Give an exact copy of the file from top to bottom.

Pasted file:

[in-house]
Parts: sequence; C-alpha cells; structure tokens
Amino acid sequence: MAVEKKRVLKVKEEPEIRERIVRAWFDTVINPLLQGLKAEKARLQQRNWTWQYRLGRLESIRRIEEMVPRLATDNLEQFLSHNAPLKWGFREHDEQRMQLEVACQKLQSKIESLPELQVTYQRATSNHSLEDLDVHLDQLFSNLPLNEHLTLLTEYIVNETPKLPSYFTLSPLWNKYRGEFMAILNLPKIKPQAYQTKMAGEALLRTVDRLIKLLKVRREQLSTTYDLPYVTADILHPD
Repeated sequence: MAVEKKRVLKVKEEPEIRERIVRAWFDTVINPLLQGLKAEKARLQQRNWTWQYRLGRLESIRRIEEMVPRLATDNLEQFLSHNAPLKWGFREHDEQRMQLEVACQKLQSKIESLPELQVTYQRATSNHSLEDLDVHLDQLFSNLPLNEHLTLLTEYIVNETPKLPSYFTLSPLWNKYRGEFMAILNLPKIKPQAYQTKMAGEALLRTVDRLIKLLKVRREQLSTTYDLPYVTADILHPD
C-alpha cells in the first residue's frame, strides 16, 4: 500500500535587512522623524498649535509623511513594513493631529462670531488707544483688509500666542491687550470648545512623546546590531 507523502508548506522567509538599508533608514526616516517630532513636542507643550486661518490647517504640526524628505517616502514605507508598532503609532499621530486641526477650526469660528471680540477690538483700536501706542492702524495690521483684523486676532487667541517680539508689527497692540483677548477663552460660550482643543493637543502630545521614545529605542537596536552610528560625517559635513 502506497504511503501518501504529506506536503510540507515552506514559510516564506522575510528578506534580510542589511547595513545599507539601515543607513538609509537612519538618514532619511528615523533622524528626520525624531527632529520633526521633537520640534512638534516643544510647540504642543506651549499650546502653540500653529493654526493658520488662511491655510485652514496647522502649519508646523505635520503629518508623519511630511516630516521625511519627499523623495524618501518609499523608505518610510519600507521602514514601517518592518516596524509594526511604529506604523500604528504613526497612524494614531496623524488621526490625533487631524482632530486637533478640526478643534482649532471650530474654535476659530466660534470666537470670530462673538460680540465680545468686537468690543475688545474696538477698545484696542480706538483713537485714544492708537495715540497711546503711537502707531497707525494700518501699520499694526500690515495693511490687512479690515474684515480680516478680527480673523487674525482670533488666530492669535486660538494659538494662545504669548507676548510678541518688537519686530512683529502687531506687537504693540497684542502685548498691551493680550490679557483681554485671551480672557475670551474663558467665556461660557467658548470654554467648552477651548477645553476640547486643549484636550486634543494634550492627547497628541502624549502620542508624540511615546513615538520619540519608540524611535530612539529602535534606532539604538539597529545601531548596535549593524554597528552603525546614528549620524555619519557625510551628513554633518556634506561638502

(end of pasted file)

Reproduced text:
[in-house]
Parts: sequence; C-alpha cells; structure tokens
Amino acid sequence: MAVEKKRVLKVKEEPEIRERIVRAWFDTVINPLLQGLKAEKARLQQRNWTWQYRLGRLESIRRIEEMVPRLATDNLEQFLSHNAPLKWGFREHDEQRMQLEVACQKLQSKIESLPELQVTYQRATSNHSLEDLDVHLDQLFSNLPLNEHLTLLTEYIVNETPKLPSYFTLSPLWNKYRGEFMAILNLPKIKPQAYQTKMAGEALLRTVDRLIKLLKVRREQLSTTYDLPYVTADILHPD
Repeated sequence: MAVEKKRVLKVKEEPEIRERIVRAWFDTVINPLLQGLKAEKARLQQRNWTWQYRLGRLESIRRIEEMVPRLATDNLEQFLSHNAPLKWGFREHDEQRMQLEVACQKLQSKIESLPELQVTYQRATSNHSLEDLDVHLDQLFSNLPLNEHLTLLTEYIVNETPKLPSYFTLSPLWNKYRGEFMAILNLPKIKPQAYQTKMAGEALLRTVDRLIKLLKVRREQLSTTYDLPYVTADILHPD
C-alpha cells in the first residue's frame, strides 16, 4: 500500500535587512522623524498649535509623511513594513493631529462670531488707544483688509500666542491687550470648545512623546546590531 507523502508548506522567509538599508533608514526616516517630532513636542507643550486661518490647517504640526524628505517616502514605507508598532503609532499621530486641526477650526469660528471680540477690538483700536501706542492702524495690521483684523486676532487667541517680539508689527497692540483677548477663552460660550482643543493637543502630545521614545529605542537596536552610528560625517559635513 502506497504511503501518501504529506506536503510540507515552506514559510516564506522575510528578506534580510542589511547595513545599507539601515543607513538609509537612519538618514532619511528615523533622524528626520525624531527632529520633526521633537520640534512638534516643544510647540504642543506651549499650546502653540500653529493654526493658520488662511491655510485652514496647522502649519508646523505635520503629518508623519511630511516630516521625511519627499523623495524618501518609499523608505518610510519600507521602514514601517518592518516596524509594526511604529506604523500604528504613526497612524494614531496623524488621526490625533487631524482632530486637533478640526478643534482649532471650530474654535476659530466660534470666537470670530462673538460680540465680545468686537468690543475688545474696538477698545484696542480706538483713537485714544492708537495715540497711546503711537502707531497707525494700518501699520499694526500690515495693511490687512479690515474684515480680516478680527480673523487674525482670533488666530492669535486660538494659538494662545504669548507676548510678541518688537519686530512683529502687531506687537504693540497684542502685548498691551493680550490679557483681554485671551480672557475670551474663558467665556461660557467658548470654554467648552477651548477645553476640547486643549484636550486634543494634550492627547497628541502624549502620542508624540511615546513615538520619540519608540524611535530612539529602535534606532539604538539597529545601531548596535549593524554597528552603525546614528549620524555619519557625510551628513554633518556634506561638502